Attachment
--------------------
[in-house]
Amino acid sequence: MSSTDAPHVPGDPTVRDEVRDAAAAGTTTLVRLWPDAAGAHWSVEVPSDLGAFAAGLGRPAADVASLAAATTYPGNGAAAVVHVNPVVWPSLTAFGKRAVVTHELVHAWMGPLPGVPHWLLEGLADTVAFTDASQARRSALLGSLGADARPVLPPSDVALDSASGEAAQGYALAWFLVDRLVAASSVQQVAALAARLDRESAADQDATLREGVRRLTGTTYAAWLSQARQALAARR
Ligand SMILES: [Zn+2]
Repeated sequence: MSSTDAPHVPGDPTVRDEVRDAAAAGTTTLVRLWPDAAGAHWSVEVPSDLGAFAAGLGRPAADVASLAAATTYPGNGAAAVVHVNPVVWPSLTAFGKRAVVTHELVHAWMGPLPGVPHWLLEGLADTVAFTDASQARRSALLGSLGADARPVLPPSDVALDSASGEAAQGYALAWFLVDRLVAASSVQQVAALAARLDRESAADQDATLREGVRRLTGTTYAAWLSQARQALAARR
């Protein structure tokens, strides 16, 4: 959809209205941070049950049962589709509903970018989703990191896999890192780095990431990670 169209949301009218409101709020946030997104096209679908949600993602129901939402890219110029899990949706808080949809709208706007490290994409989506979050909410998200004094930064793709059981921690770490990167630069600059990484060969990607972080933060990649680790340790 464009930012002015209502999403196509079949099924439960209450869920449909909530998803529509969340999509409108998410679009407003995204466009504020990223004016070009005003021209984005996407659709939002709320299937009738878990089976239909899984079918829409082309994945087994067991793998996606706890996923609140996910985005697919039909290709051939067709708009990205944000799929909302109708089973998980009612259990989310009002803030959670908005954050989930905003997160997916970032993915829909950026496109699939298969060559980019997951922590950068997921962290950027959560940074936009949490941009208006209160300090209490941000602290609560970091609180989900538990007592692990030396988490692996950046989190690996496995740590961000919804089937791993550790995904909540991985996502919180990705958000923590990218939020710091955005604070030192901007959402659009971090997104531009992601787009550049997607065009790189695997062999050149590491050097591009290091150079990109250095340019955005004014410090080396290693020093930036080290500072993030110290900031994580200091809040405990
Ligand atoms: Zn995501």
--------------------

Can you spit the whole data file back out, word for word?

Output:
[in-house]
Amino acid sequence: MSSTDAPHVPGDPTVRDEVRDAAAAGTTTLVRLWPDAAGAHWSVEVPSDLGAFAAGLGRPAADVASLAAATTYPGNGAAAVVHVNPVVWPSLTAFGKRAVVTHELVHAWMGPLPGVPHWLLEGLADTVAFTDASQARRSALLGSLGADARPVLPPSDVALDSASGEAAQGYALAWFLVDRLVAASSVQQVAALAARLDRESAADQDATLREGVRRLTGTTYAAWLSQARQALAARR
Ligand SMILES: [Zn+2]
Repeated sequence: MSSTDAPHVPGDPTVRDEVRDAAAAGTTTLVRLWPDAAGAHWSVEVPSDLGAFAAGLGRPAADVASLAAATTYPGNGAAAVVHVNPVVWPSLTAFGKRAVVTHELVHAWMGPLPGVPHWLLEGLADTVAFTDASQARRSALLGSLGADARPVLPPSDVALDSASGEAAQGYALAWFLVDRLVAASSVQQVAALAARLDRESAADQDATLREGVRRLTGTTYAAWLSQARQALAARR
């Protein structure tokens, strides 16, 4: 959809209205941070049950049962589709509903970018989703990191896999890192780095990431990670 169209949301009218409101709020946030997104096209679908949600993602129901939402890219110029899990949706808080949809709208706007490290994409989506979050909410998200004094930064793709059981921690770490990167630069600059990484060969990607972080933060990649680790340790 464009930012002015209502999403196509079949099924439960209450869920449909909530998803529509969340999509409108998410679009407003995204466009504020990223004016070009005003021209984005996407659709939002709320299937009738878990089976239909899984079918829409082309994945087994067991793998996606706890996923609140996910985005697919039909290709051939067709708009990205944000799929909302109708089973998980009612259990989310009002803030959670908005954050989930905003997160997916970032993915829909950026496109699939298969060559980019997951922590950068997921962290950027959560940074936009949490941009208006209160300090209490941000602290609560970091609180989900538990007592692990030396988490692996950046989190690996496995740590961000919804089937791993550790995904909540991985996502919180990705958000923590990218939020710091955005604070030192901007959402659009971090997104531009992601787009550049997607065009790189695997062999050149590491050097591009290091150079990109250095340019955005004014410090080396290693020093930036080290500072993030110290900031994580200091809040405990
Ligand atoms: Zn995501």